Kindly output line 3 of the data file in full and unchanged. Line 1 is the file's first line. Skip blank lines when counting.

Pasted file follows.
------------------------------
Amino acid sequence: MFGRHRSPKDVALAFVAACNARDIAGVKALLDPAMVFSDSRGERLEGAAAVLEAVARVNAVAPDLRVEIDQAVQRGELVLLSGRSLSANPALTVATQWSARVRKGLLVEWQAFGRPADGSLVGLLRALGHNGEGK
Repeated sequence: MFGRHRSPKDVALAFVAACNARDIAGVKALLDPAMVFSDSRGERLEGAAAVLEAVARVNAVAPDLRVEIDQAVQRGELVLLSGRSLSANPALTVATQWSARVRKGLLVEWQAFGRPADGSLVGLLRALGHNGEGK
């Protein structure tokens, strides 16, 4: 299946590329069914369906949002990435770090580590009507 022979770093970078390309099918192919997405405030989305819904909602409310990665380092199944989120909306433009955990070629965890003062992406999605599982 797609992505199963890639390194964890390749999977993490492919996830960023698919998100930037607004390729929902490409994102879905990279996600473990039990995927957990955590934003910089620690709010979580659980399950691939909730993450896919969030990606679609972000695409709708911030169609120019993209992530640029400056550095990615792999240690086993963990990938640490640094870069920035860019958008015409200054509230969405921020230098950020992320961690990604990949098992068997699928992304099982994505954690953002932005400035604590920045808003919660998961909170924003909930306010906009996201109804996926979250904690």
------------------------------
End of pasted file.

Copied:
């Protein structure tokens, strides 16, 4: 299946590329069914369906949002990435770090580590009507 022979770093970078390309099918192919997405405030989305819904909602409310990665380092199944989120909306433009955990070629965890003062992406999605599982 797609992505199963890639390194964890390749999977993490492919996830960023698919998100930037607004390729929902490409994102879905990279996600473990039990995927957990955590934003910089620690709010979580659980399950691939909730993450896919969030990606679609972000695409709708911030169609120019993209992530640029400056550095990615792999240690086993963990990938640490640094870069920035860019958008015409200054509230969405921020230098950020992320961690990604990949098992068997699928992304099982994505954690953002932005400035604590920045808003919660998961909170924003909930306010906009996201109804996926979250904690």